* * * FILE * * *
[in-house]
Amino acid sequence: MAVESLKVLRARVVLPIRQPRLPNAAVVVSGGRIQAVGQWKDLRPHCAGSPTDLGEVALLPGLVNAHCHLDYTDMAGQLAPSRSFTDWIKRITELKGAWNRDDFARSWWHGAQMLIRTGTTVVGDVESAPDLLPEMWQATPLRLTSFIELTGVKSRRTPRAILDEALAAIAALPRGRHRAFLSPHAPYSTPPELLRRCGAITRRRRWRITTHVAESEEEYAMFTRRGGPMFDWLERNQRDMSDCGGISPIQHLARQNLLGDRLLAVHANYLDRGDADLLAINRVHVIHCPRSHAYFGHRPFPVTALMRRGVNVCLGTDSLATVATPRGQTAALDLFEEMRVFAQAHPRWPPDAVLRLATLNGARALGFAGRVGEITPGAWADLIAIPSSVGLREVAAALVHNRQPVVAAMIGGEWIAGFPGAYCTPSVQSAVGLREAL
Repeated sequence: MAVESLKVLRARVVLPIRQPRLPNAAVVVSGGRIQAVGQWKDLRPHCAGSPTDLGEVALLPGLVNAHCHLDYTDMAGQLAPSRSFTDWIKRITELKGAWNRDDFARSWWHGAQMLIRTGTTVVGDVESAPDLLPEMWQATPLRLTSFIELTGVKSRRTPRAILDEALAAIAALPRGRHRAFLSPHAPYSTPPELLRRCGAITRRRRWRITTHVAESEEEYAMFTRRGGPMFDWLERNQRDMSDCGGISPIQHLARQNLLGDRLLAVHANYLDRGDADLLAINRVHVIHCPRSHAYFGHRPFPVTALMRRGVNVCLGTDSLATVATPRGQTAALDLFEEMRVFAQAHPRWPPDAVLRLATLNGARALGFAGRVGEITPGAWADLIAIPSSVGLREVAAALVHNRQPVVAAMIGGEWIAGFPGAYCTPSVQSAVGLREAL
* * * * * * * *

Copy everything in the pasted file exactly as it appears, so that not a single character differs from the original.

[in-house]
Amino acid sequence: MAVESLKVLRARVVLPIRQPRLPNAAVVVSGGRIQAVGQWKDLRPHCAGSPTDLGEVALLPGLVNAHCHLDYTDMAGQLAPSRSFTDWIKRITELKGAWNRDDFARSWWHGAQMLIRTGTTVVGDVESAPDLLPEMWQATPLRLTSFIELTGVKSRRTPRAILDEALAAIAALPRGRHRAFLSPHAPYSTPPELLRRCGAITRRRRWRITTHVAESEEEYAMFTRRGGPMFDWLERNQRDMSDCGGISPIQHLARQNLLGDRLLAVHANYLDRGDADLLAINRVHVIHCPRSHAYFGHRPFPVTALMRRGVNVCLGTDSLATVATPRGQTAALDLFEEMRVFAQAHPRWPPDAVLRLATLNGARALGFAGRVGEITPGAWADLIAIPSSVGLREVAAALVHNRQPVVAAMIGGEWIAGFPGAYCTPSVQSAVGLREAL
Repeated sequence: MAVESLKVLRARVVLPIRQPRLPNAAVVVSGGRIQAVGQWKDLRPHCAGSPTDLGEVALLPGLVNAHCHLDYTDMAGQLAPSRSFTDWIKRITELKGAWNRDDFARSWWHGAQMLIRTGTTVVGDVESAPDLLPEMWQATPLRLTSFIELTGVKSRRTPRAILDEALAAIAALPRGRHRAFLSPHAPYSTPPELLRRCGAITRRRRWRITTHVAESEEEYAMFTRRGGPMFDWLERNQRDMSDCGGISPIQHLARQNLLGDRLLAVHANYLDRGDADLLAINRVHVIHCPRSHAYFGHRPFPVTALMRRGVNVCLGTDSLATVATPRGQTAALDLFEEMRVFAQAHPRWPPDAVLRLATLNGARALGFAGRVGEITPGAWADLIAIPSSVGLREVAAALVHNRQPVVAAMIGGEWIAGFPGAYCTPSVQSAVGLREAL